What parenting can teach us about an ADAPTIVE model to change

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06.07.21
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By: Paul Johnson

The way organisations set themselves up for success has changed over the last 30 years. While some have found change relatively simply, others have faced an immense challenge. With the right approach to change, organisations of any size – not just small businesses and startups – will continue to grow and remain sustainable. 

When you think about how things were done in the last century, and what defines the most successful companies around the world today, there are fundamental differences in business structure and ways of working. To help explain some of the concepts, I’m going to reflect on the other important role I play: a parent.

A parent’s perspective on change

I was born in the 70s, became a teenager in the 80s, and flew the nest in the 90s. Don’t get me wrong, I had a great relationship with my parents, but I remember quite a lot of ‘tough love’ back then. Now as a parent myself to two teenage daughters, I get frustrated when those same parenting tactics no longer work.

parenting and change

It wasn’t until I dropped the pre-conceived ideas about what I ‘should’ do as a parent that I achieved a more positive engagement with my Gen Z kids. I find that modern day parenting is a journey, not a destination, where we must allow our children to lead, make decisions, experiment, fail and learn their own lessons.  

To illustrate some of the values, principles and characteristics that underpin what success looks like, I’ve created an ADAPTIVE acronym (forgive me!):

A is for Attitude (organisation culture, leadership commitment)

Parenting used to be ‘command and control’. But modern day parenting requires you to listen, offer advice and guidance so your children learn how to make the right decisions for themselves.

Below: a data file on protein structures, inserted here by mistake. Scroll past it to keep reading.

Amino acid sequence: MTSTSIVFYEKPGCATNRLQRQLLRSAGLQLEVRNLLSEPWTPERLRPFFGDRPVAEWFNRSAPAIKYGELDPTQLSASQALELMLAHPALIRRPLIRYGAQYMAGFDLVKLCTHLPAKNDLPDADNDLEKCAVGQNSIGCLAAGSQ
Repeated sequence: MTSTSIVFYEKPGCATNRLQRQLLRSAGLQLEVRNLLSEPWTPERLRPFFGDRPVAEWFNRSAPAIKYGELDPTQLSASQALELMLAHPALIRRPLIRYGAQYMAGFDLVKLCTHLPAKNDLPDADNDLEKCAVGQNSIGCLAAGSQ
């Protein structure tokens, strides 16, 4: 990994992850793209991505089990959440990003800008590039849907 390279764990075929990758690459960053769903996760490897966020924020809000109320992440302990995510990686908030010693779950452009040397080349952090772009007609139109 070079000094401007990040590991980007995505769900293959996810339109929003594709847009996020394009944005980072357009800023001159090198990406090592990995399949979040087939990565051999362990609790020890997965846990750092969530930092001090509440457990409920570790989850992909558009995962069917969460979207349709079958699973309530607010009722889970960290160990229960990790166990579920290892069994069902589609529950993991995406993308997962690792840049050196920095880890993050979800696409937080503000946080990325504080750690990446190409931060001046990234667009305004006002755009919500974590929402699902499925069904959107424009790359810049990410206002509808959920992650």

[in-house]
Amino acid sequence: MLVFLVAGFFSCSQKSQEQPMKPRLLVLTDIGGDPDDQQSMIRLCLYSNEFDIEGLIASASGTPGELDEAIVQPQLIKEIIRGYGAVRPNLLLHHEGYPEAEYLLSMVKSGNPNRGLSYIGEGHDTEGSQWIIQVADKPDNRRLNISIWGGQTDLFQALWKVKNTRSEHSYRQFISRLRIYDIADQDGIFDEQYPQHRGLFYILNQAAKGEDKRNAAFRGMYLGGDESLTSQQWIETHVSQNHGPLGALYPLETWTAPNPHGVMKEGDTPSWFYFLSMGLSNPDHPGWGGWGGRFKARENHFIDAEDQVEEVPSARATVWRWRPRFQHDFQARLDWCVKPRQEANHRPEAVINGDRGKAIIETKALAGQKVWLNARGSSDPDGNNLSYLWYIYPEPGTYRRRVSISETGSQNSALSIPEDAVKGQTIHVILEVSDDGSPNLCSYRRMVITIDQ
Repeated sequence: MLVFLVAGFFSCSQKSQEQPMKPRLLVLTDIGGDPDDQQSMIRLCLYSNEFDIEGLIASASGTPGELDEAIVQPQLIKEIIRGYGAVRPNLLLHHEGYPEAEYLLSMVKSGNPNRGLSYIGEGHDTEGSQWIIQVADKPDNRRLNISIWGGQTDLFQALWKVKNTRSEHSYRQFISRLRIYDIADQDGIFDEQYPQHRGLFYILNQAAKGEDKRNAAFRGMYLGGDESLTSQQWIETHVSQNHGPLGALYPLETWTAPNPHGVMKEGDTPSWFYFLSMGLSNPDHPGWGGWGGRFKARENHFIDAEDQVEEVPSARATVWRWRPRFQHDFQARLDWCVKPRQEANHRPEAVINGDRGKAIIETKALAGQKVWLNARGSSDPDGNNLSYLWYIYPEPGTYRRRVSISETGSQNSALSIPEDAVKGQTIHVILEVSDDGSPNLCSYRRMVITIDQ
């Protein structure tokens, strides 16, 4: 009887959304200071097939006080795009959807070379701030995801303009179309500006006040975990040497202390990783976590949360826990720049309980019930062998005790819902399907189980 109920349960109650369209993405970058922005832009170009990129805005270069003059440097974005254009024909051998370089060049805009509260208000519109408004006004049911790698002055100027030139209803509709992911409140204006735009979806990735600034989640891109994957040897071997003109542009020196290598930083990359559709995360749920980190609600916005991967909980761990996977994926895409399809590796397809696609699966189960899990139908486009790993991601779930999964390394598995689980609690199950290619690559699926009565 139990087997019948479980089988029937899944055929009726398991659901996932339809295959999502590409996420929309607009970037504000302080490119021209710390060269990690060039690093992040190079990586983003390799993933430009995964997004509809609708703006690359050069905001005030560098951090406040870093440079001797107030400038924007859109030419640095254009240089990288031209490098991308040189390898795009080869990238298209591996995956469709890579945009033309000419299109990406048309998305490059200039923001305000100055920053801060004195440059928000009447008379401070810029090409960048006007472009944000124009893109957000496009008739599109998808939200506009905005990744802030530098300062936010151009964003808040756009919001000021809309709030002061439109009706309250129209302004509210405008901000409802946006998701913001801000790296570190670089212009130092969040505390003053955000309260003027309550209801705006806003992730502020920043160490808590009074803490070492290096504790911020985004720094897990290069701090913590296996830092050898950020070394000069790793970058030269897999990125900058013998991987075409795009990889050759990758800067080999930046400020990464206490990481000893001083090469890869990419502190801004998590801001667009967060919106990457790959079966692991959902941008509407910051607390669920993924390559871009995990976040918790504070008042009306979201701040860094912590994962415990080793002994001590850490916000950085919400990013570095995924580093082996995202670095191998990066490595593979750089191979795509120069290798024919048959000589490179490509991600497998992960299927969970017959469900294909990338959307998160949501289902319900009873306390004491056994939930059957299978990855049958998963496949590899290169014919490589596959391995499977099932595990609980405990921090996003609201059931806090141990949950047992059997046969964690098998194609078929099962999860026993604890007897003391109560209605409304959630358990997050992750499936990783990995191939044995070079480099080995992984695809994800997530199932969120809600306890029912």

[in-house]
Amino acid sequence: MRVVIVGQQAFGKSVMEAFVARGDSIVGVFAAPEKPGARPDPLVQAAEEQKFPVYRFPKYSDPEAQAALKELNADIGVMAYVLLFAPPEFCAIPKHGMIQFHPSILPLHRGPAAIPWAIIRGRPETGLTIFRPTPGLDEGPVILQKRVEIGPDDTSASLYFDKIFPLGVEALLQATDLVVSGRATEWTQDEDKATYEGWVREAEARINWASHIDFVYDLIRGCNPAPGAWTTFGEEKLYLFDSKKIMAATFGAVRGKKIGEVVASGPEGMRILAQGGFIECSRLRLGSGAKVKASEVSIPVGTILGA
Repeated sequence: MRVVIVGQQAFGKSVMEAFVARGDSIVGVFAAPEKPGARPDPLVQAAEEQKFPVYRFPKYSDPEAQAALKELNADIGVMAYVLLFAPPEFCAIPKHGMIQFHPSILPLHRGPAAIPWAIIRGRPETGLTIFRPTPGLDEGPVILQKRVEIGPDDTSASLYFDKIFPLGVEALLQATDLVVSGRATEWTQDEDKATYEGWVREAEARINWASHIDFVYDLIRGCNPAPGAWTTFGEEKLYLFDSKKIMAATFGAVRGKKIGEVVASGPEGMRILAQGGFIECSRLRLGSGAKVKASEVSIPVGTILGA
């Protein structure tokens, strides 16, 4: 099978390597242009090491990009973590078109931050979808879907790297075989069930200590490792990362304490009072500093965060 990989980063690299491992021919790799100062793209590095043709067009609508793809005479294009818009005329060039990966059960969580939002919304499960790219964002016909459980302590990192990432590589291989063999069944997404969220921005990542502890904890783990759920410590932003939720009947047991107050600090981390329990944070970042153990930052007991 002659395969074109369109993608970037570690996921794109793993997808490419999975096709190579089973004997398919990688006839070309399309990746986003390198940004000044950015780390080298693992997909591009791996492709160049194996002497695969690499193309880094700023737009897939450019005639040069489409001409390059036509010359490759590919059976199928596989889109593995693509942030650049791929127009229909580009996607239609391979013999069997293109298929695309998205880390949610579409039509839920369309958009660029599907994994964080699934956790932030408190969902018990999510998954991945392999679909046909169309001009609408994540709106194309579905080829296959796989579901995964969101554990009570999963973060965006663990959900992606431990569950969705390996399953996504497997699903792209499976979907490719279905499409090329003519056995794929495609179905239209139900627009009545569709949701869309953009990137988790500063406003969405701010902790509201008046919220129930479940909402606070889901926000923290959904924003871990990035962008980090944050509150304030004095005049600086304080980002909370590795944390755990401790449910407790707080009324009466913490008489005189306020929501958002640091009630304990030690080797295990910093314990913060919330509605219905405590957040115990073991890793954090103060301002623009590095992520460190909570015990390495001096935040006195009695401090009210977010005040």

The same is true with business. Modern leaders need to commit to a style that nurtures and empowers talent within the organisation, rather than play the role of ‘commander’. Give people a mission but let them determine how they reach it, while supporting them along the way. 

D is for Data (collect and analyse the right data sources)

Pre-Internet, both parents and businesses could get away with a complete lack of evidence-based decision making, because data and insights weren’t as readily available as they are today. Guess work and gut feel were accepted because we had no way to validate/disprove.

Nowadays, we have more data than any other time in history. But rather than collect anything and everything, as parents and leaders, we must first learn what data is most valuable to support decision-making in an honest, objective and validated way.

A is for Amplify (the voice of the customer)

Imagine your child is your customer. Once upon a time the mindset was that, ‘children should be seen but not heard’. Today, as parents we must focus on how to give our children the opportunity to share their thoughts in an honest and open way.

Customer experience is the new battleground because there are more ways and choices to engage. You never ‘own’ your customer, but you can influence them. Make advocacy an integral part of your strategy to amplify the voice of your customers across the organisation.

P is for Perfection (there is no such thing as perfect!) 

Perfection is like art – a very subjective matter where everyone’s opinion differs. As parents, we constantly measure ourselves (and our children) against everyone else in the playground. But there is no such thing as perfection – to aim for it, or be measured by it, only sets you up to fail.